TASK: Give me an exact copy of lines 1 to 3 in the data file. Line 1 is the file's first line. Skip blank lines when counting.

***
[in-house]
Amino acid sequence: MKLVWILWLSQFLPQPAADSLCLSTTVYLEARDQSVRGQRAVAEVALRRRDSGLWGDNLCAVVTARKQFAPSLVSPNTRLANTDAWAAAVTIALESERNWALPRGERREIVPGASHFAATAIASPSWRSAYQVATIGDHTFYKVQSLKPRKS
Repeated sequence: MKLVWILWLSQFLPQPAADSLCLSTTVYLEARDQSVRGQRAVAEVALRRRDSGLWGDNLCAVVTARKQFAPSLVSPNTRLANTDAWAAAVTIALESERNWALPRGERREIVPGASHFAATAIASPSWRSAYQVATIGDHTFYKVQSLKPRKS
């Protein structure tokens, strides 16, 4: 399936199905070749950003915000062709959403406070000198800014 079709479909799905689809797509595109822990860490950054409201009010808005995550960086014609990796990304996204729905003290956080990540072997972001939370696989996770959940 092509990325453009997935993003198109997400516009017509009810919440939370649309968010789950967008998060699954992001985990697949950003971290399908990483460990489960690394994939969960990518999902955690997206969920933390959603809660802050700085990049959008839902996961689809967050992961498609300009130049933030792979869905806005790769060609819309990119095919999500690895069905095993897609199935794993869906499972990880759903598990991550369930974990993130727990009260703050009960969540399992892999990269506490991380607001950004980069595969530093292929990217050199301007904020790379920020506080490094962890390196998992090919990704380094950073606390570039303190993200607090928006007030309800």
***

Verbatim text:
[in-house]
Amino acid sequence: MKLVWILWLSQFLPQPAADSLCLSTTVYLEARDQSVRGQRAVAEVALRRRDSGLWGDNLCAVVTARKQFAPSLVSPNTRLANTDAWAAAVTIALESERNWALPRGERREIVPGASHFAATAIASPSWRSAYQVATIGDHTFYKVQSLKPRKS
Repeated sequence: MKLVWILWLSQFLPQPAADSLCLSTTVYLEARDQSVRGQRAVAEVALRRRDSGLWGDNLCAVVTARKQFAPSLVSPNTRLANTDAWAAAVTIALESERNWALPRGERREIVPGASHFAATAIASPSWRSAYQVATIGDHTFYKVQSLKPRKS